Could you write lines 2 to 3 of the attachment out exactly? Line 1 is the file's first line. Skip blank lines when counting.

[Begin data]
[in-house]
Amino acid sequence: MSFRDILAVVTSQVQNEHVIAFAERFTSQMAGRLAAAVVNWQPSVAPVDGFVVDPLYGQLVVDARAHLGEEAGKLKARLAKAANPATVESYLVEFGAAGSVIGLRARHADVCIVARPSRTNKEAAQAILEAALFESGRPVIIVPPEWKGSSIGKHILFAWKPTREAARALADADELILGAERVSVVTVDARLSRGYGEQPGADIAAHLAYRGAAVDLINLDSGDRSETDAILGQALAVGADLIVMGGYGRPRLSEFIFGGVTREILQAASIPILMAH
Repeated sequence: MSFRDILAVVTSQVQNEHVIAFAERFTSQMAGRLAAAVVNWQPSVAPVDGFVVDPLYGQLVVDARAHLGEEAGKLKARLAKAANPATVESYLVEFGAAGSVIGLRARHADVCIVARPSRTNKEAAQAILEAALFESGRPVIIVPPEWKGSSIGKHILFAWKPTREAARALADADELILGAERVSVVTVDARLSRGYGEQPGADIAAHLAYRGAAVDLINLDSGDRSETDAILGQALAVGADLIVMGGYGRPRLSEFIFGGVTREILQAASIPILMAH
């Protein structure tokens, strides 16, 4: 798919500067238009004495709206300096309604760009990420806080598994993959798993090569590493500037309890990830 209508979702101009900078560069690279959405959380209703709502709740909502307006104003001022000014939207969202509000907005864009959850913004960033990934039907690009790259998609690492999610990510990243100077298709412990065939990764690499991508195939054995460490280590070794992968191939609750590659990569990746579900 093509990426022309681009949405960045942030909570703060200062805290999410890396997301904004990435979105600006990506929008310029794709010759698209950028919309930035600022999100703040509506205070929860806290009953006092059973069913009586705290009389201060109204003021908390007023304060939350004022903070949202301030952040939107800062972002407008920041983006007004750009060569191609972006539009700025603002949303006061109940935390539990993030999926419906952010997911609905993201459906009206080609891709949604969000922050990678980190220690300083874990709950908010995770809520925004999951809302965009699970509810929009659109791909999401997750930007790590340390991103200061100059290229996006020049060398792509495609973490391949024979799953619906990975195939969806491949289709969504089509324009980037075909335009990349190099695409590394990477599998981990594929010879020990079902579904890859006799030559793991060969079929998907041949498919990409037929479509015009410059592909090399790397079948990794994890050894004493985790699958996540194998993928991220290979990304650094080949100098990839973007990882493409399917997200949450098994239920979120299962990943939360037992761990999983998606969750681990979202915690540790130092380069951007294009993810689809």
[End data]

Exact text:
Amino acid sequence: MSFRDILAVVTSQVQNEHVIAFAERFTSQMAGRLAAAVVNWQPSVAPVDGFVVDPLYGQLVVDARAHLGEEAGKLKARLAKAANPATVESYLVEFGAAGSVIGLRARHADVCIVARPSRTNKEAAQAILEAALFESGRPVIIVPPEWKGSSIGKHILFAWKPTREAARALADADELILGAERVSVVTVDARLSRGYGEQPGADIAAHLAYRGAAVDLINLDSGDRSETDAILGQALAVGADLIVMGGYGRPRLSEFIFGGVTREILQAASIPILMAH
Repeated sequence: MSFRDILAVVTSQVQNEHVIAFAERFTSQMAGRLAAAVVNWQPSVAPVDGFVVDPLYGQLVVDARAHLGEEAGKLKARLAKAANPATVESYLVEFGAAGSVIGLRARHADVCIVARPSRTNKEAAQAILEAALFESGRPVIIVPPEWKGSSIGKHILFAWKPTREAARALADADELILGAERVSVVTVDARLSRGYGEQPGADIAAHLAYRGAAVDLINLDSGDRSETDAILGQALAVGADLIVMGGYGRPRLSEFIFGGVTREILQAASIPILMAH